jamestown heading

I. Native Women

II. First Women

III. More Women

IV. Cash Crop

V. Women's Lives

VI. Indentured Servant

VII. Wives

VIII. Living Condition

IX. Family Life

X. Women's Work

XI. Fate of Jamestown

XII.
Sources


II. The First Women of Jamestown

For over a year after the founding of Jamestown, no English women lived in the colony. Then in October of 1608, two women arrived with the “Second Supply” of men and provisions. Thomas Forrest, listed as a gentleman in the supply lists, brought his wife, Anne Forrest, and her maid, Anne Buras. Buras was about fourteen years old when she arrived. She married the carpenter John Layton within a year, an event that Captain John Smith described as the first wedding held in Virginia. Anne Layton later gave birth to a daughter, named Virginia. While the Laytons are not mentioned again in later records, their arrival represents the beginning of families in Jamestown.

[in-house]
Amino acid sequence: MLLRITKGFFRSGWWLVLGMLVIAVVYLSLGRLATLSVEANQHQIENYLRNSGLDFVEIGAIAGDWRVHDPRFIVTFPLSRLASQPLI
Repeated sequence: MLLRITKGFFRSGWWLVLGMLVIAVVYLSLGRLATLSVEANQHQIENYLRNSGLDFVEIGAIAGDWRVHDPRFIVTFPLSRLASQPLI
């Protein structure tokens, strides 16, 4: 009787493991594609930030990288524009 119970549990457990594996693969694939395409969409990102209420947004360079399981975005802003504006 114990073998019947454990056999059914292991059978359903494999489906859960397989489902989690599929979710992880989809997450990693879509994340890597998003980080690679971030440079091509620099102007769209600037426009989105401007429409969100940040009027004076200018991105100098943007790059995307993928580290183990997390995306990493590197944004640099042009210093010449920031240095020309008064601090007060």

artist conception of the settling of jamestown
Nineteenth century artist’s conception of the landing at Jamestown in 1607
click on image for larger view
Credit: New York Public Library Digital Collections


Page 5

__________________________________________________________________

National Women's History Museum
Administrative Offices
205 S. Whiting Street, Suite 254
Alexandria, VA 22304
703-461-1920
info@nwhm.org

Copyright © 2007 National Women's History Museum.